(Photo: Manuel Balce Ceneta, AP)
WASHINGTON (USA TODAY) -- Facing a wall of outrage from GOP lawmakers over
revelations that the Internal Revenue Service targeted "tea party"
groups and non-profit organizations that criticized the government.
President Obama on Monday called the actions by agency personnel
"outrageous" and said "there is no place for it."
who appeared alongside British Prime Minister David Cameron on Monday,
weighed in on the IRS controversy for the first time and attempted to
head off snowballing criticism from Republican lawmakers that the
president hadn't personally condemned the agency targeting conservative
political groups for extra scrutiny.
Obama said he first learned
about the IRS targeting of conservative groups from news reports on
Friday. He said those responsible for the practice should be held "fully
Lois Lerner, the IRS director of exempt
organization, on Friday admitted the agency made "mistakes" in the last
few years and that employees in the agency's Cincinnati office routinely
required conservative organizations seeking non-profit status to
undergo more scrutiny.
Multiple conservative groups have said
their applications were delayed and returned with lengthy requests for
supporting materials, sometimes including website printouts and lists of
"You don't want the IRS ever being perceived to be biased," Obama said.
added that neither party wants the IRS to be perceived as "anything
less than neutral in terms of how they operate." He added: "This is
something that I think people are properly concerned about."
the president pointed to the inspector general's ongoing investigation ,
Obama said he would not comment prematurely on specific findings.
president added that his administration will get to the bottom of what
happened at the IRS. "I have no patience for it. I will not tolerate it.
Obama also faced a difficult question about the
administration's response to last year's terror attack on a U.S.
facility in Benghazi, Libya, that left four Americans, including U.S.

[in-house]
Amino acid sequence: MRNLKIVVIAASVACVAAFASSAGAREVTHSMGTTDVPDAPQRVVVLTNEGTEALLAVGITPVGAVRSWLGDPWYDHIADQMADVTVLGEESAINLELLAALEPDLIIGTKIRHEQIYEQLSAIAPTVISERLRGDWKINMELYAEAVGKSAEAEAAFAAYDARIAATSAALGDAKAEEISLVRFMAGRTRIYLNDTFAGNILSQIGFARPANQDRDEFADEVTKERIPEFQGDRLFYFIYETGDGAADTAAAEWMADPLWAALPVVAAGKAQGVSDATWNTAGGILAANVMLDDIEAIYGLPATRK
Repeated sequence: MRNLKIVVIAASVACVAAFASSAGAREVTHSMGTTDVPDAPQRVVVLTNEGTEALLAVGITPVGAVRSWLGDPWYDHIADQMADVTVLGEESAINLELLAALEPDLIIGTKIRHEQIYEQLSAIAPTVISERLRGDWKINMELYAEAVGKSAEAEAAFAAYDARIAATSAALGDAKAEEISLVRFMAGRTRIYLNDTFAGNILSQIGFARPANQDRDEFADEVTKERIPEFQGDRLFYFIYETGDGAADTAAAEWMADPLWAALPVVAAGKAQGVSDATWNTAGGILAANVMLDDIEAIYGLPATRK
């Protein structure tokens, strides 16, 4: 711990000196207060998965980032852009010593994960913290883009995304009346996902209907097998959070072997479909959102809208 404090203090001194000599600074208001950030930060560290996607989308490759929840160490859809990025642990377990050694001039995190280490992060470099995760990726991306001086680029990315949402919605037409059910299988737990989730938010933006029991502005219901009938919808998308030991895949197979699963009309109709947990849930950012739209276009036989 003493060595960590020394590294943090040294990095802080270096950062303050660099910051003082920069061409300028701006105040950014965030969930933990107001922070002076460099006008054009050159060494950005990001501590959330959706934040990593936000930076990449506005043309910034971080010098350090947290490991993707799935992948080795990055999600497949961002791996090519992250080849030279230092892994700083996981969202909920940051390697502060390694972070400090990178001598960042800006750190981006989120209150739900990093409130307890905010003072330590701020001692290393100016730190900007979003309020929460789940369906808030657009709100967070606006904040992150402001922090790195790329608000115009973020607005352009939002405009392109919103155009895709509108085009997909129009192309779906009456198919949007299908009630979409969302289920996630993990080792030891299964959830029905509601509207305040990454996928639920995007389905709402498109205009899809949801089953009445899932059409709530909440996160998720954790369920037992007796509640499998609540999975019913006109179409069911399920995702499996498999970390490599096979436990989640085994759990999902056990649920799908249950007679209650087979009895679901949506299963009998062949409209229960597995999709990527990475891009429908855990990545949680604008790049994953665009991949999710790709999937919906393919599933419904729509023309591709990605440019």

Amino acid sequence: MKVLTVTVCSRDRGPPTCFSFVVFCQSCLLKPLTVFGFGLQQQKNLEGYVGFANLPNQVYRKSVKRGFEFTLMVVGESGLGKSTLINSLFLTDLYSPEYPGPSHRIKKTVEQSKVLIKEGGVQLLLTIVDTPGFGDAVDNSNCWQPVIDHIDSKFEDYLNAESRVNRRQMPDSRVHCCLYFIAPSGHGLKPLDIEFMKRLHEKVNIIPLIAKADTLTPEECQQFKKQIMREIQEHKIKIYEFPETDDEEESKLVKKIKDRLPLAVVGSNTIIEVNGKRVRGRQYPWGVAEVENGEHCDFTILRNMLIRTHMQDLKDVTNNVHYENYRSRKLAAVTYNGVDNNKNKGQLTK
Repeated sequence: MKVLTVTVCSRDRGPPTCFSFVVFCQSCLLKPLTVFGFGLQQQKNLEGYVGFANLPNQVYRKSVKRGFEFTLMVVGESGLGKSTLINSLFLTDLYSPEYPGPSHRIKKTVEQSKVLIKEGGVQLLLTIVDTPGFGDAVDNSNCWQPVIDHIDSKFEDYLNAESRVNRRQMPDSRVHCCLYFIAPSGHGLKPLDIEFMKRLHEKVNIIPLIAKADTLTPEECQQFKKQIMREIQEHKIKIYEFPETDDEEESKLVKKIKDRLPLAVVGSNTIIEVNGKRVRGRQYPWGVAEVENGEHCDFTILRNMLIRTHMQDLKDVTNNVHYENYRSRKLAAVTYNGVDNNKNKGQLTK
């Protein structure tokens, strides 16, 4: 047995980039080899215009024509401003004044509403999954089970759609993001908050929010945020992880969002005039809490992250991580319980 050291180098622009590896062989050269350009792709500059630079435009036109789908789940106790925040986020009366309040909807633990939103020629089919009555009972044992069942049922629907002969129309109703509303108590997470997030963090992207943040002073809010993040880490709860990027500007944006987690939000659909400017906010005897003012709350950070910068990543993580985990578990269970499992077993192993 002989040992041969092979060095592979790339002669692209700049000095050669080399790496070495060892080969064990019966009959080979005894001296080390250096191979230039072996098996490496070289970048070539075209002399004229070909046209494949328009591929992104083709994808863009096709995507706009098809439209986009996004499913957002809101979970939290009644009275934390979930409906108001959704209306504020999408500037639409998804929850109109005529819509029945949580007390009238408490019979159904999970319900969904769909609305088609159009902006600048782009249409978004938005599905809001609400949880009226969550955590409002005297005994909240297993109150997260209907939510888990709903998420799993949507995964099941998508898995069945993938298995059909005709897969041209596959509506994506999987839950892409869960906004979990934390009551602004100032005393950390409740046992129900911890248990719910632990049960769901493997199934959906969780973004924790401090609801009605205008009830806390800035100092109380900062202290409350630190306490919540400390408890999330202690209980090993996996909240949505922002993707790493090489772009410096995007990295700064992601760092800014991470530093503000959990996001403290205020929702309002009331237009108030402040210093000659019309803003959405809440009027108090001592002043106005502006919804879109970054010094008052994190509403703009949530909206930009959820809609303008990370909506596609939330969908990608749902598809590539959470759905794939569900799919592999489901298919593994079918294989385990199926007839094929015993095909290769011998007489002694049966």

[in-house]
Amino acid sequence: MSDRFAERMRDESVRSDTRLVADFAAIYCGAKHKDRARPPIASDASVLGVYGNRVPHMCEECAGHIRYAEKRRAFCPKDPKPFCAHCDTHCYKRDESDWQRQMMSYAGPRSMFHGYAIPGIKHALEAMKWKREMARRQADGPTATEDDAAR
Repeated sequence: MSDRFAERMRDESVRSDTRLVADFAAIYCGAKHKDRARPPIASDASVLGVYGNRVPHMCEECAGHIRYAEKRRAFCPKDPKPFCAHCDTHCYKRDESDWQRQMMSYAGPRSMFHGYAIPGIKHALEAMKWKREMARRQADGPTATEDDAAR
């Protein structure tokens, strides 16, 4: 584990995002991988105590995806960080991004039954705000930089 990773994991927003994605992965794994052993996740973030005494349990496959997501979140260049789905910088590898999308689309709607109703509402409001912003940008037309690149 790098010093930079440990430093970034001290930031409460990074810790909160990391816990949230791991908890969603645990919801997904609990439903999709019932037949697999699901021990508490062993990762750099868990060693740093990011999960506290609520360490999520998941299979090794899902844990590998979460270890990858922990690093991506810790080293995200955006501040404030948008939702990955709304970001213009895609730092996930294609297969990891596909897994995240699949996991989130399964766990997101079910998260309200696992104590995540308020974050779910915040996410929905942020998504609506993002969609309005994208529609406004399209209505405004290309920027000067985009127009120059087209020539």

Ambassador Christopher Stevens, dead.
E-mails unveiled last week
show the State Department and other senior administration officials
asking that references to terror groups and prior warnings be deleted
from a unclassified memo on talking points about the incident shortly
after the attack
GOP lawmakers have also criticized that the State
Department board that reviewed the incident didn't interview Secretary
of State Hillary Rodham Clinton. As the president held his press
conference, House Oversight and Government Reform Committee
Chairman Darrell Issa announced that he had sent letters to Benghazi
Accountability Review Board (ARB) co-chairs former Ambassador Thomas
Pickering and former Admiral Mike Mullen requesting that they submit to
transcribed interviews in anticipation of a public hearing on the
"Three senior State
Department officials who testified at the hearing criticized the ARB's
work as 'incomplete' and flawed because the ARB did not interview key
witnesses and failed to hold senior officials accountable," wrote Issa
in the ltetter to Pickering. "On May 12, 2013, you defended the ARB's
work on 'Face the Nation.' You stated that those criticisms are
'unfair' ... The White House and the State Department have touted the
ARB's report as the definitive account of how and why the Benghazi
attacks occurred. It is necessary for the Committee to understand
whether the criticisms of the ARB's work that we heard from witnesses on
May 8, 2013 are valid."
But the president pushed
back that his administration officials have been forthcoming about
Benghazi and suggested that Republicans are more interested in scoring
political points than figuring out how to prevent such incidents from
happening again in hotspots where U.S. diplomats and other personnel are
"There is no there, there," Obama said.
and Cameron met for about hour at the White House before the new
conference. Cameron said their talks centered on the economy, the
ongoing civil war in Syria and next month's G-8 summit that Cameron will
host in Northern Ireland.
Both Cameron and Obama acknowledged
they have a difficult task in persuading Russia to abandon Syrian
President Bashar Assad's regime.
Obama noted that there are
long-term "suspicions" by Russia toward the G-8 alliancewhich includes
the USA, Britain and Russia-- but both he and Cameron were trying to
"break down" some of those suspicions
"As a leader on the world
stage, Russia has an interest and obligation to resolve this issue that
can lead to outcome we all want to see in the long-term," Obama said.
"Syria's history is being written in the blood of her people," Cameron said. He added "and it is happening under our watch."